Import of electricity not feasible for Pakistan

Dawn, May 23, 2014

The import of electricity from Central Asian upstream countries is not feasible for Pakistan as it involves huge investments of over $2 billion for transmission line and price issue

This was stated by Deputy Director for Chinese and Central Asian Studies in Kazakhstan Farkhod Aminjonov at a dialogue on ‘Trans-Boundary Cooperation in Energy Sector’ here on Thursday.

The event was organised by Sustainable Development Policy Institute (SDPI) in cooperation with CUTS International and FES, India.

The speaker listed four challenges in import of electricity from Central Asian countries — electricity can only be imported in summers, internal issues between upstream countries (Kyrgyzstan and Tajikistan) and downstream countries (Kazakhstan, Uzbekistan and Turkmenistan) over construction of dam and flows of water, huge transmission line investment of over $2 billion and the Chinese factor.

Mr Farkhod said it will be difficult for Pakistan and other countries to compete with China in import of electricity from upstream countries.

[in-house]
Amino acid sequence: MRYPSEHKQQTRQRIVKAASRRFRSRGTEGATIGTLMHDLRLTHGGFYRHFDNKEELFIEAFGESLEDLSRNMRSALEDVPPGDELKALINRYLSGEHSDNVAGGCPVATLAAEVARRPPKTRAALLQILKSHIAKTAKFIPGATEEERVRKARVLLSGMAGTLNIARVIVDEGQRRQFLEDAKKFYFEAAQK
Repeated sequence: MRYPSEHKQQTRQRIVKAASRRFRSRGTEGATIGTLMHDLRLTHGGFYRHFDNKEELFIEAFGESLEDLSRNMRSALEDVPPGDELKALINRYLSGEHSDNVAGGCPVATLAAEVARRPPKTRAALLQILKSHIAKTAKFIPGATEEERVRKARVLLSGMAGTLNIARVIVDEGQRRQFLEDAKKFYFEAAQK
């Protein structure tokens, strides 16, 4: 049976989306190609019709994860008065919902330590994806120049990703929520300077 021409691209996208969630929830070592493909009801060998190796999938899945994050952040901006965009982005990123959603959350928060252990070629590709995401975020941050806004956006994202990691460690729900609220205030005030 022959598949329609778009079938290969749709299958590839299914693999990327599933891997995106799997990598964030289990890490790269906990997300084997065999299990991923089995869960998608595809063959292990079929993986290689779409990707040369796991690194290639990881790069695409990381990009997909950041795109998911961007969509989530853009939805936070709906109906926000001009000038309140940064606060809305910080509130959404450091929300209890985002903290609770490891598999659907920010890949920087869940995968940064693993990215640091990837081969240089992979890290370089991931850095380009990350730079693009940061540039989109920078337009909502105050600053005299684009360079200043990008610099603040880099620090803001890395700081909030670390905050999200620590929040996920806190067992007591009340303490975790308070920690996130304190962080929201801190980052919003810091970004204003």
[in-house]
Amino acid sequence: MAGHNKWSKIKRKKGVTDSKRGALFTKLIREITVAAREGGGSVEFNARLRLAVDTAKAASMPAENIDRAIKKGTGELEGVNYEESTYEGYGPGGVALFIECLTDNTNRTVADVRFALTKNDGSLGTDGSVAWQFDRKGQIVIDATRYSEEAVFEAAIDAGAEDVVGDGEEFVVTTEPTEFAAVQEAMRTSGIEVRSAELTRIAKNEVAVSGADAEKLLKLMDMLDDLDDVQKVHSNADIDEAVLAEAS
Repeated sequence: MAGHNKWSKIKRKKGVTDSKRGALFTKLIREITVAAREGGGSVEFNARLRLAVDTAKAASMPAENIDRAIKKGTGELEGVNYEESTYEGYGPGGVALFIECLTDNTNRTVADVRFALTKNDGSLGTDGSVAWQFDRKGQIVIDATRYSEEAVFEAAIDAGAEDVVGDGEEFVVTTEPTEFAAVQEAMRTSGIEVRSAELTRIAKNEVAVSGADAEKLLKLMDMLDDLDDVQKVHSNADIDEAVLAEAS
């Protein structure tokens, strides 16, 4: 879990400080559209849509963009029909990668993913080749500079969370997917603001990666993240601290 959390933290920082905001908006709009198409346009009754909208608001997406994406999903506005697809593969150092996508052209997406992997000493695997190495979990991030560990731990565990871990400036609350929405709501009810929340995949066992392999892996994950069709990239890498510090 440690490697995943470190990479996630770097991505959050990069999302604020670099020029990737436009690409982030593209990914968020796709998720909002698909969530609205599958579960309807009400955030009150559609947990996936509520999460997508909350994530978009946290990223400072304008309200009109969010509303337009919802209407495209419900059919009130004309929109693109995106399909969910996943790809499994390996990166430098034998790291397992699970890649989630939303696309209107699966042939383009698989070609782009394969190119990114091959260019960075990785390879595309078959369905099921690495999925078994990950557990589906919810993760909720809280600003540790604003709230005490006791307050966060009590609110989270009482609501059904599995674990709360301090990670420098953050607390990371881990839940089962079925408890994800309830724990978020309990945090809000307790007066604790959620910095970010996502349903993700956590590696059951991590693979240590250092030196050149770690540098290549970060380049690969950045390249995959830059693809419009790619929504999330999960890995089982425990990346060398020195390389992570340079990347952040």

“China is a direct competitor and it has created the largest energy pipeline and grand strategy in this regard. China has already invested hugely in oil and also started building transmission line for import of electricity, leaving minor chances for South Asian to import from Central Asia,” he explained.

He also said TAPI project may not materialise soon because of energy shortage.

“It’s not a peace pipe line. The security risk of Afghanistan and competing together (India-Pakistan-Afghanistan) from other competitors like China over the purchase of electricity,” he added.

Federal Minister for Commerce Khurram Dastagir Khan said a number of energy projects like KASA 1000 from Tajikistan are in the pipeline, but these are subject to peace in FATA and Afghanistan.

The minister informed that the TAPI project is in progress and an electricity grid between Pakistan and India is under construction.

SDPI Deputy Executive Director Dr Vaqar Ahmed said that the business community in the whole region is on the same page and now it’s time to materialise past dreams. He stressed the need to bridge the gap between the government, civil society, and business community.

This news item can also be viewed at: